Author:  Val Lawarenson, SFHEA Centre for Excellence in Learning and Teaching

One of my responsibilities as an Academic Developer in CELT is to facilitate implementation of institutional policy. As Course Leader on a CPD programme for new academics l believe l also have an obligation to introduce technology (where appropriate) to enhance the student learning experience.   

The opportunity for novice academics to engage with different technologies as part of the experiential component of PGCert enables them to; evaluate their effectiveness; consider the strategy from the student’s perspective and make evidence informed decisions about embedding technology within their teaching practice.  

As part of the digital capabilities pathway and subsequent CPD activities I have joined different learning communities across the university. Engagement with these communities via the Microsoft Teams application has provided the opportunity to explore practice issues with colleagues who in many cases have already found a solution to my dilemma. These discussions have had a positive impact on my teaching and assessment practice as I now plan to introduce Mars and explore the blackboard discussion tool in more depth.  

On 31st October 2018 I introduced Microsoft Teams to the final module of the PGCert Learning and Teaching in Higher Education. l was aware that some participants would be familiar with the concept i.e. some were already using it, others would have heard of it, but also that many were likely to have no previous knowledge of the application.  The decision to introduce TEAMS was underpinned by my understanding of adult learning theory in which learning is considered more effective if its relevance is clear and what is learned can be applied to practice.  The principles of social constructivism and Kolb’s experiential learning also underpinned the decision. However, most importantly the application will provide a platform from which   multi-professional pedagogic dialogue can be facilitated after the PGCert has finished.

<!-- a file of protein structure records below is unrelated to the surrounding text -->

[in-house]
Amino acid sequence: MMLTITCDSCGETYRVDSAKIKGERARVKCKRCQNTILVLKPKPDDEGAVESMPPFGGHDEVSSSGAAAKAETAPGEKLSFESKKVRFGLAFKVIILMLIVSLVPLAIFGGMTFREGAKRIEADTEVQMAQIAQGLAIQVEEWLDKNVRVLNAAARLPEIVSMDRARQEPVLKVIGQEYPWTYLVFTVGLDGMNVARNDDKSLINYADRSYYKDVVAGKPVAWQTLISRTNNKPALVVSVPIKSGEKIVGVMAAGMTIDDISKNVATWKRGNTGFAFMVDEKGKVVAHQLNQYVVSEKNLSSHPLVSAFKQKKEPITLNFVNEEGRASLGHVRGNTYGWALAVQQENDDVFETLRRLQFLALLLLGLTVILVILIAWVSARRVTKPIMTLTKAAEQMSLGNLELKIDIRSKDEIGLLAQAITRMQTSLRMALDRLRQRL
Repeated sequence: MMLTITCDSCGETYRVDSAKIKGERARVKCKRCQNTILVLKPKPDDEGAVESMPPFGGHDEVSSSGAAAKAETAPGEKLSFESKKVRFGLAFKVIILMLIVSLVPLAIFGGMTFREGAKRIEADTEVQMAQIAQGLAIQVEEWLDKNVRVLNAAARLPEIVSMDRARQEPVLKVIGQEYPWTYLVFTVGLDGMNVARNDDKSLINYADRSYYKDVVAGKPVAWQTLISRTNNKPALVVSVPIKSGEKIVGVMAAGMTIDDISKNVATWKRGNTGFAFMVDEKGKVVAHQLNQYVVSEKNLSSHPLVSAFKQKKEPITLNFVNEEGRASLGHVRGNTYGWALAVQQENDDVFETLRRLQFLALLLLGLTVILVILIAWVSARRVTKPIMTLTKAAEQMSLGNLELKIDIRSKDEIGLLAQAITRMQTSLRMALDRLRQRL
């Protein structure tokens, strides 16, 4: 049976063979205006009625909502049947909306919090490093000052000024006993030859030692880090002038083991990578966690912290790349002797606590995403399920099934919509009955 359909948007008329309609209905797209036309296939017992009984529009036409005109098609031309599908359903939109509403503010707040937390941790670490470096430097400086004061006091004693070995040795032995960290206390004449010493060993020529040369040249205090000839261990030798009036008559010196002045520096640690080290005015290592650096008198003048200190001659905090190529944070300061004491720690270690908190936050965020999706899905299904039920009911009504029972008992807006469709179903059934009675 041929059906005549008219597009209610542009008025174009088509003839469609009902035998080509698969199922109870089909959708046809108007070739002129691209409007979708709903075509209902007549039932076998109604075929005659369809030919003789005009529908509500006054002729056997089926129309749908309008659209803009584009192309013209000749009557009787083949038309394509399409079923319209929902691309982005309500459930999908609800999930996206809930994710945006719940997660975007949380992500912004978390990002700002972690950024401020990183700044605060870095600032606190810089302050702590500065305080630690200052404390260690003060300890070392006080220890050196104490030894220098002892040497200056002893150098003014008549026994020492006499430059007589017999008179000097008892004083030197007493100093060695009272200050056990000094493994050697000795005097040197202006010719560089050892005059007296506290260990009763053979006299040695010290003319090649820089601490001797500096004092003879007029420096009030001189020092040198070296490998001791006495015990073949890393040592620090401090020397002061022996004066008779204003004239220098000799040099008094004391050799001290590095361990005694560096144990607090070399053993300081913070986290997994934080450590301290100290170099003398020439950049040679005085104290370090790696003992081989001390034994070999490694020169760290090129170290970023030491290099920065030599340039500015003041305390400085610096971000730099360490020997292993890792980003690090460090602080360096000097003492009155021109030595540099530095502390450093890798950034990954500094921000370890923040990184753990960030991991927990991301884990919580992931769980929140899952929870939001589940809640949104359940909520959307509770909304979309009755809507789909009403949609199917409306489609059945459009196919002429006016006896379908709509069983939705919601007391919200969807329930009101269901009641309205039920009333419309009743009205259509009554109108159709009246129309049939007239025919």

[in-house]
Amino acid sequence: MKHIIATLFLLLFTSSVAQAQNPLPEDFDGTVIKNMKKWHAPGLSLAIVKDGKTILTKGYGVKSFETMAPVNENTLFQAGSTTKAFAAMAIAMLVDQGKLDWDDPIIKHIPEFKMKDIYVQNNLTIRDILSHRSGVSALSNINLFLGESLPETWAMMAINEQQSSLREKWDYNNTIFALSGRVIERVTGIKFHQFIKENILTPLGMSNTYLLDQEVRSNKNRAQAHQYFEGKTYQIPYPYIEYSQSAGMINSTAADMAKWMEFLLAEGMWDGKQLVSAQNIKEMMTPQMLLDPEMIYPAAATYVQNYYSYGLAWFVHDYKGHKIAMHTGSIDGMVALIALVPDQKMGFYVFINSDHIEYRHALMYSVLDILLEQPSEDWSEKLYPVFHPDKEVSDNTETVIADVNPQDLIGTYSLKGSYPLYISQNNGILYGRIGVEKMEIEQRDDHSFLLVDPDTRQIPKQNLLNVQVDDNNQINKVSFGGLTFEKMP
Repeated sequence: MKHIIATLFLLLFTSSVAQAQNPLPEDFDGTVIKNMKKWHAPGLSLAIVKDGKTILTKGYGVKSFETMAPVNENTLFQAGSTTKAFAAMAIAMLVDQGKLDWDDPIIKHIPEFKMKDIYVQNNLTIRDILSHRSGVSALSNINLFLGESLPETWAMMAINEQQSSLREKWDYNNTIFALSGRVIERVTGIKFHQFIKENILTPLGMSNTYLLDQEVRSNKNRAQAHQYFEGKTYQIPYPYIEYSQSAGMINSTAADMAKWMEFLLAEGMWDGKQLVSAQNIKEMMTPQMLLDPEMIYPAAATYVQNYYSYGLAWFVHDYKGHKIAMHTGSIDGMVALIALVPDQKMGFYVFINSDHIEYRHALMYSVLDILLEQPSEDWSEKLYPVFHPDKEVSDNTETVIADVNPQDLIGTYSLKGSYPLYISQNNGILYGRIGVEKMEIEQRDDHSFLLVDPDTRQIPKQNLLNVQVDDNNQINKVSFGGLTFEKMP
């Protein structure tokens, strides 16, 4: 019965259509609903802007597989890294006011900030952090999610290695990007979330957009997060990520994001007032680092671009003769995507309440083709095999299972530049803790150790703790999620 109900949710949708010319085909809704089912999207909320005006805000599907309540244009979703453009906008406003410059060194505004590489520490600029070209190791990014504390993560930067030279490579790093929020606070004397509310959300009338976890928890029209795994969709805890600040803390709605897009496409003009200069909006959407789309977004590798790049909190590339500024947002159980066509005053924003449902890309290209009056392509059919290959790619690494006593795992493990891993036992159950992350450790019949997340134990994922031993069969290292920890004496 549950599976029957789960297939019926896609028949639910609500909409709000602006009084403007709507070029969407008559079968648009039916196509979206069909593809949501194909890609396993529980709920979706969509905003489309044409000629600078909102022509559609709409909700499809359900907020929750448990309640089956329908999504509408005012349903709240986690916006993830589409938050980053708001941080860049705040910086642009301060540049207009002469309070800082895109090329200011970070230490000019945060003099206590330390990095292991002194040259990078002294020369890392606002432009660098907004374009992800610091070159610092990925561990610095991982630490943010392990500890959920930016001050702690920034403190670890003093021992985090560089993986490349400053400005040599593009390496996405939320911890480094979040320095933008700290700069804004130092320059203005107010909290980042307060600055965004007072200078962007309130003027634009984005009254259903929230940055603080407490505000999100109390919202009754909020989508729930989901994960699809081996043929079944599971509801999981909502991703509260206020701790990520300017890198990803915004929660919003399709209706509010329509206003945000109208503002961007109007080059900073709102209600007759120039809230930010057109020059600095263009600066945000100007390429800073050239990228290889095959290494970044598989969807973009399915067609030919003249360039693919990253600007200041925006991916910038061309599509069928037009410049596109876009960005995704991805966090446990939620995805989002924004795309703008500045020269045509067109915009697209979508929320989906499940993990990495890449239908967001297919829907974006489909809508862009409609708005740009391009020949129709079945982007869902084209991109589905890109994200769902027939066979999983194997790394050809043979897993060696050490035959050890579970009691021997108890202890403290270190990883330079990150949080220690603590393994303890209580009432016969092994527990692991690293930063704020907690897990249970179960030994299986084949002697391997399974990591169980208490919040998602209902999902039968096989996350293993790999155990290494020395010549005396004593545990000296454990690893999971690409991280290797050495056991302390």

I’ve been out and about this week with Kevan Williams. It’s something we do reasonably regularly. Do drop by to say Hi If you see us.  

Kev was facilitating one of the dropin sessions facilitated by colleagues from TELT at different venues across the university. This session was in Darwen Lecture theatre. It’s a very impressive venue and a fantastic example of technology at its best.  Kev was there amongst other things to test out the Dolby surround sound. That was awesome as was the rise and fall podium and the range of different technologies available on the podium. I would have to confess to being over whelmed by the choices. It was good to see Kev checking out all the technology and making recordings to help lecturers who might deliver in these technology rich environments.  

The day before the drop-in I had an unnerving experience with video clips in PowerPointThey didn’t play. It was very stressful made even worse because the “students” in my class are academic colleagues. They empathised and were really supportive and generous with their patience and some shared their technology traumas. So, the opportunity for me to attend a TELT drop in was timely. 

As part of the experience I learned the importance of checking the internet connection first. It does not happen automatically when the Surface pro is docked. I also found out about the default “duplicate presentation” feature. There’s more in these links about lecture theatre display settings video and  classroom technologies. I also now know that I colleagues from technical services are on hand to provide support to anyone experiencing technical challenges in the classroom. 


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